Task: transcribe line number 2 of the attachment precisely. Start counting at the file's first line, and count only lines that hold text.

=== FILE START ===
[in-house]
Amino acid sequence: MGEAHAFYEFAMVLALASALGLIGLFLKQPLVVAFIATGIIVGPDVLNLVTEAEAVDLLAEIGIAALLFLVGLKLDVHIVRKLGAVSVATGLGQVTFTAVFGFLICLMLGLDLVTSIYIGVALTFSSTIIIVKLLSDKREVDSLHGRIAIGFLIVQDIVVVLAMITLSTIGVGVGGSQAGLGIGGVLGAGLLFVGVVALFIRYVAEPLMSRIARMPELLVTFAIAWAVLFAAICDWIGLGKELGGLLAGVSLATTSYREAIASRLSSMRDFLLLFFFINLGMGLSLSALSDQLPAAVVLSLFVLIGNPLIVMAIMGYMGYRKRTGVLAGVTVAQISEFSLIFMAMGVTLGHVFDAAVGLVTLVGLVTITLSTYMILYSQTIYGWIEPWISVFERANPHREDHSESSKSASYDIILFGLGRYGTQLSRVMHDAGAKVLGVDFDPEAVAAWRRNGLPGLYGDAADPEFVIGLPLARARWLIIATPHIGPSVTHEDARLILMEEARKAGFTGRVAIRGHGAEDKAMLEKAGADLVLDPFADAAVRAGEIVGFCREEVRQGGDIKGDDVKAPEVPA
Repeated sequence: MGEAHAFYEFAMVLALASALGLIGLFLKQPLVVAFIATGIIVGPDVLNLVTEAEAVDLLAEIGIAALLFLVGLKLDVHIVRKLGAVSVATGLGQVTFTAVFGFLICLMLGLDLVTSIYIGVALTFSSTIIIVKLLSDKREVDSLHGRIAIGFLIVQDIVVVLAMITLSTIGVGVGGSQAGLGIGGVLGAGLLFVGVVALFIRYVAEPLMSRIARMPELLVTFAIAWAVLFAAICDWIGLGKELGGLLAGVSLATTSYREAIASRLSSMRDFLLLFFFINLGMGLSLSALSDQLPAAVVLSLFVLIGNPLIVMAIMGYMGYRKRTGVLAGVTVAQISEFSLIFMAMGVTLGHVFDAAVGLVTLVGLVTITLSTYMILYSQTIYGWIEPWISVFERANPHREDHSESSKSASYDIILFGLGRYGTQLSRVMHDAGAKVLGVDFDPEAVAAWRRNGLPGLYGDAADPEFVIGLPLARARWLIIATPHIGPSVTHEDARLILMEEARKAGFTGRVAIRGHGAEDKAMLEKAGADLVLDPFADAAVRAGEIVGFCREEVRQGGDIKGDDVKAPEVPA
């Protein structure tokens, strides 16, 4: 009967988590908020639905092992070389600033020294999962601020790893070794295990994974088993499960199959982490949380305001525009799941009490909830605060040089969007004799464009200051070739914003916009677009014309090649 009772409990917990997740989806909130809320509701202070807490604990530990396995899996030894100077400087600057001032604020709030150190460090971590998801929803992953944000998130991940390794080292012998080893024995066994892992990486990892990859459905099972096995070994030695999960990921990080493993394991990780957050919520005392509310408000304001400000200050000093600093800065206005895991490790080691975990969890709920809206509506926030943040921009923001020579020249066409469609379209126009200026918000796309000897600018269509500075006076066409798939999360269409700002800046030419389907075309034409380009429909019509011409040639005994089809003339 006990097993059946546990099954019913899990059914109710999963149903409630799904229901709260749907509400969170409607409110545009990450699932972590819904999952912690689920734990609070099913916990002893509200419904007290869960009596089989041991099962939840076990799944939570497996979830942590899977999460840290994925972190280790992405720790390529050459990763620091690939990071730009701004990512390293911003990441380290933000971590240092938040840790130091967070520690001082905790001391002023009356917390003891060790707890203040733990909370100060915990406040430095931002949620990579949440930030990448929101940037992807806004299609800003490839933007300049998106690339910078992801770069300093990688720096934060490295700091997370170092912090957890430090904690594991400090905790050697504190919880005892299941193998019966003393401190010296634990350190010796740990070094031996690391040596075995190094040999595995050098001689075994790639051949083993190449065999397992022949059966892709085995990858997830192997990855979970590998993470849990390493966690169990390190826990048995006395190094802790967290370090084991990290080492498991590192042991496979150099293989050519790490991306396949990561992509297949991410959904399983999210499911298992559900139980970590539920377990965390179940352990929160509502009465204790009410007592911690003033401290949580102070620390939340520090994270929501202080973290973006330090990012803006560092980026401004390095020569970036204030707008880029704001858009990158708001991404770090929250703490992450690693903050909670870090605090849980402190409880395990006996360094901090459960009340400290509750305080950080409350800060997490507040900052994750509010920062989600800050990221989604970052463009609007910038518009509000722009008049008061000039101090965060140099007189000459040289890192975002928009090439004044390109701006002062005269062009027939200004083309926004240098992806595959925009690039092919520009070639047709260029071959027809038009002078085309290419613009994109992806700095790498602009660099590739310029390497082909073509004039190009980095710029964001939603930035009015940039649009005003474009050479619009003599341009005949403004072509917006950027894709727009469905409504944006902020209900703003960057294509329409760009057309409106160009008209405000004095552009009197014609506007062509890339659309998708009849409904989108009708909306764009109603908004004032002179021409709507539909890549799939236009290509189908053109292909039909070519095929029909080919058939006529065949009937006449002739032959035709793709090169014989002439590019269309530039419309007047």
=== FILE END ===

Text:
Amino acid sequence: MGEAHAFYEFAMVLALASALGLIGLFLKQPLVVAFIATGIIVGPDVLNLVTEAEAVDLLAEIGIAALLFLVGLKLDVHIVRKLGAVSVATGLGQVTFTAVFGFLICLMLGLDLVTSIYIGVALTFSSTIIIVKLLSDKREVDSLHGRIAIGFLIVQDIVVVLAMITLSTIGVGVGGSQAGLGIGGVLGAGLLFVGVVALFIRYVAEPLMSRIARMPELLVTFAIAWAVLFAAICDWIGLGKELGGLLAGVSLATTSYREAIASRLSSMRDFLLLFFFINLGMGLSLSALSDQLPAAVVLSLFVLIGNPLIVMAIMGYMGYRKRTGVLAGVTVAQISEFSLIFMAMGVTLGHVFDAAVGLVTLVGLVTITLSTYMILYSQTIYGWIEPWISVFERANPHREDHSESSKSASYDIILFGLGRYGTQLSRVMHDAGAKVLGVDFDPEAVAAWRRNGLPGLYGDAADPEFVIGLPLARARWLIIATPHIGPSVTHEDARLILMEEARKAGFTGRVAIRGHGAEDKAMLEKAGADLVLDPFADAAVRAGEIVGFCREEVRQGGDIKGDDVKAPEVPA